We can draw from the current results that podiatrists DO deliver a high success rate for hammer toe surgery and yet there are risks. Given the evidence it would appear for the most part these problem have a low frequency and are managed effectively. Patients cannot expect all surgery to be either guaranteed in terms of success. Therefore it is still important for anyone undergoing surgery to understand the risk and likelihood of failure from surgery. Even allowing for some inaccuracy behind data collection, the size of data collected by the College of Podiatry is respectable enough to hold validity.
The Truth about complexity
Single toe joint surgery at the distal interphalangeal joint (ipj) has a high success rate.
The ellipsoid style joint moves in one direction (sagittal plane). When correcting a turned out abducted toe at the same joint correction is required in two planes (sagittal and transverse)
Where multiple ipj deformities are managed together, the risks increase. Multiple surgery creates more exposure, more wounds and more swelling. Up until this point where surgery concerns the IPJs alone, lesser toe surgery enjoys success. But what if the deformity exists at the metatarsophlanvgeal joint (MTPJ)?
MTP Joint deformity
Hammer toes with an origin around the MTPJ are entirely different. The MTP joint has a greater propensity for deformity, dislocation and damage because it has more movement. Not only does it have more movement, but the toe can dislocate. Disease attacks the joint and includes the arthritides from gout to psoriatic arthritis, rheumatoid arthritis and soft tissue damage to osteochondroses. Plantar plate damage is renowned and a common cause of instability. The joint will allow both transverse plane and sagittal plane movement, but frontal plane movement is unusual.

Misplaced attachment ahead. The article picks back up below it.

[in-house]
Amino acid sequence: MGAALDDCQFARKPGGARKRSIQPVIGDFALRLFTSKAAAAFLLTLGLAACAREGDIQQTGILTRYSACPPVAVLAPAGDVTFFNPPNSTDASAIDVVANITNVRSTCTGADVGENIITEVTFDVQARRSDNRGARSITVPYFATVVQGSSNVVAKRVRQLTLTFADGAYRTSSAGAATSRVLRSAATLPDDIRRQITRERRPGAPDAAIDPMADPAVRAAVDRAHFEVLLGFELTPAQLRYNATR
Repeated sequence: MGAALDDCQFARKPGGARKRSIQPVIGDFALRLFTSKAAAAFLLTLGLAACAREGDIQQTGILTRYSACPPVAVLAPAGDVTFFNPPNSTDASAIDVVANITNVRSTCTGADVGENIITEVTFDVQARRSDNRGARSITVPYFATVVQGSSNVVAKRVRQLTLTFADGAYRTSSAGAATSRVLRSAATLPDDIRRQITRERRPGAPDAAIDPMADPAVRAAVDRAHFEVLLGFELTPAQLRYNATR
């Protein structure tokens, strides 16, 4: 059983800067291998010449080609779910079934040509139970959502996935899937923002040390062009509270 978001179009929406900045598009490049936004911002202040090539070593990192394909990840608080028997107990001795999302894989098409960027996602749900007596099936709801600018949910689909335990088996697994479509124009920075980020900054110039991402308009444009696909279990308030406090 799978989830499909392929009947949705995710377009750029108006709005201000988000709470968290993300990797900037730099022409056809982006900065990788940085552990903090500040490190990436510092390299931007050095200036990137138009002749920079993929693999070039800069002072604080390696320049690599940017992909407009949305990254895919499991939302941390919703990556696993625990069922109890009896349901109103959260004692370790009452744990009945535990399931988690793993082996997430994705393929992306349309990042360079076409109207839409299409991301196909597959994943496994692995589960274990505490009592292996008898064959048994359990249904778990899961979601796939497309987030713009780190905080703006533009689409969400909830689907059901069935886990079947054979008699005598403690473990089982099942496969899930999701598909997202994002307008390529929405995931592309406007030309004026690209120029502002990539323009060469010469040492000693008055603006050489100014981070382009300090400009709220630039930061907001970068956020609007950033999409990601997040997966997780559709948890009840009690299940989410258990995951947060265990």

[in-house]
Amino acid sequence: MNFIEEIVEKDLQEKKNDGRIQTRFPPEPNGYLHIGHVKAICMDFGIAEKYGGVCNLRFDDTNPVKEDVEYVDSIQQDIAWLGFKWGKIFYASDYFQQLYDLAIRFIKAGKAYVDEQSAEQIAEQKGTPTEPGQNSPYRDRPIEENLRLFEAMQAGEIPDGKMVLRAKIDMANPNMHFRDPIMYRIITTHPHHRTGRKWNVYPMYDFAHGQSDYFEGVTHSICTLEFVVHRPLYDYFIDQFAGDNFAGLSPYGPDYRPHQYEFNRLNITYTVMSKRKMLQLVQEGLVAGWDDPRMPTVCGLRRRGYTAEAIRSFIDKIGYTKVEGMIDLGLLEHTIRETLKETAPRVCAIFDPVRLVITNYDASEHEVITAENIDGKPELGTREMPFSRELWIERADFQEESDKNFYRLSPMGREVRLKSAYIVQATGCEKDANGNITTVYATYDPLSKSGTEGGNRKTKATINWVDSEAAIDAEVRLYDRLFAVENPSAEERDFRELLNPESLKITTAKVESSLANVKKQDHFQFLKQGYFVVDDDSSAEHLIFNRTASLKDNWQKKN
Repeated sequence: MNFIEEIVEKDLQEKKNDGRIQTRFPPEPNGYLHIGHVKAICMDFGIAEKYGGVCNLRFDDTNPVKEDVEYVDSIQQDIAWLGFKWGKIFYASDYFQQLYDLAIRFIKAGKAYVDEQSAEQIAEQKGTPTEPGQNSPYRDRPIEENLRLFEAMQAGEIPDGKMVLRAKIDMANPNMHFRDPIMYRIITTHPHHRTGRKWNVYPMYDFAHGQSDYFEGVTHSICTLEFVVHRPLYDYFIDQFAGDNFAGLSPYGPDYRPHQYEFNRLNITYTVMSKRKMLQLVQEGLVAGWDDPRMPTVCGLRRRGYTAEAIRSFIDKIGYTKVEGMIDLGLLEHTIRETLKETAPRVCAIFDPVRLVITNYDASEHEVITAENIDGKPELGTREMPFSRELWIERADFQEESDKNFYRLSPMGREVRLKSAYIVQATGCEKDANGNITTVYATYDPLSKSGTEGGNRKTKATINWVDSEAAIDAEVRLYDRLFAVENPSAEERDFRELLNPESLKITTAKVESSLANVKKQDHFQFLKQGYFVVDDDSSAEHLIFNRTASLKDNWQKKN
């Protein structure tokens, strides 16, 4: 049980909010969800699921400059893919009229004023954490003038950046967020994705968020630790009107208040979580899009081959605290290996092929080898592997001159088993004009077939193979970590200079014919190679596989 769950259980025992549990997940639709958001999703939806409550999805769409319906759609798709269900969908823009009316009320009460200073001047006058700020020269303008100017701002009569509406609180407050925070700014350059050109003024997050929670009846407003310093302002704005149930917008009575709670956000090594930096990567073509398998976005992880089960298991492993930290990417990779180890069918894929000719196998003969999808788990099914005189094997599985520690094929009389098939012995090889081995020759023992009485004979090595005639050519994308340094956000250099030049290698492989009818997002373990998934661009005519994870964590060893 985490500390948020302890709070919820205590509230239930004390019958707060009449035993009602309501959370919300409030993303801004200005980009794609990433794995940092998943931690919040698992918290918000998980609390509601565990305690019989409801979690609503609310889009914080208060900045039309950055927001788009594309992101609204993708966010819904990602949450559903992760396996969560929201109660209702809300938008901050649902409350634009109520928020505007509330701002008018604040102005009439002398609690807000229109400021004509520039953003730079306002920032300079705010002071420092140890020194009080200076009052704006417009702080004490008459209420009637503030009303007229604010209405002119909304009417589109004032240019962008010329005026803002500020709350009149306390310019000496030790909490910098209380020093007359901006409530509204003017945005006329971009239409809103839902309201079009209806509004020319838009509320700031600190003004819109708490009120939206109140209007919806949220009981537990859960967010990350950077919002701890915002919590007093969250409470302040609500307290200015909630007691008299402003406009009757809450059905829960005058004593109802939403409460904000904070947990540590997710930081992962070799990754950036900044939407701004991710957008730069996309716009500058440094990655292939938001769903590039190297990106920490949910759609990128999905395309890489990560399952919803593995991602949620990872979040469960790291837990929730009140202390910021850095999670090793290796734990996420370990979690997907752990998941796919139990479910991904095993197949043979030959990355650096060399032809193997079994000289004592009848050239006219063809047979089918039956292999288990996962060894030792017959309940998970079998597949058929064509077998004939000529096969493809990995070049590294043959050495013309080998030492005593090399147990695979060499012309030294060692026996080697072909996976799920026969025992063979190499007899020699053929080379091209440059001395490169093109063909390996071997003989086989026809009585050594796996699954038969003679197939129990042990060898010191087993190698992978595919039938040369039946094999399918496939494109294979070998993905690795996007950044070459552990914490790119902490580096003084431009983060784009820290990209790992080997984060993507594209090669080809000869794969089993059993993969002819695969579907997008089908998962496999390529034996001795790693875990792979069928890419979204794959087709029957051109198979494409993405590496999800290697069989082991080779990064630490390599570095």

The anatomy of the lesser MTP joint is very complex not least because it functions as part of the anterior windlass mechanism and uses annular ligaments. These rings of ligament provide anchorage for tendon pulleys. Added to the longer tendons and their divisions and insertions, the lubricales and interossei muscles are inherently weak. New techniques have been developed over old. The Girdlestone procedure took the flexor tendons and moved these to the top of the toe so when the flexor tendon was designed to pull the toe down through the extensors. The redirected tendons would ideally improve the biomechanics of the digit. This is an example of a 20th century procedure which is still in vogue and works for flexible toes. More recent techniques allow for repair of the ruptured joint given that equipment today is better refined. Small opening incisional techniques are increasing in their popularity.
The more pathology, the greater deformity and co-existing problems increases operation time. In turn this escalates post surgical problems and inevitably creates lower reliability. More factors need to be considered for multiple toes and multiple joint correction. For the podiatrist attempting to protect and align flexible hammer toes are one matter, but a fixed deformity at the MTPJ is another.
Explaining the rational for any decisions to patients about their management is important. The consent process must start with the non surgeon. For any foot surgeon, he or she must rely on the non-surgical interventionist before recommending surgical management. Those hidden features must be understand if we are to offer the best advice and management to our patients.
David Tollafield is a former consultant podiatric surgeon, clinical tutor and examiner for the College of Podiatry. He has written seven books and a number of papers as well as lecturer widely on the subject of foot health and podiatry. In 2018 he retired from clinical contact practice to concentrate on writing and public speaking.
Thanks for reading this article on ‘hammer toes and what the clinician should know’ written by David R Tollafield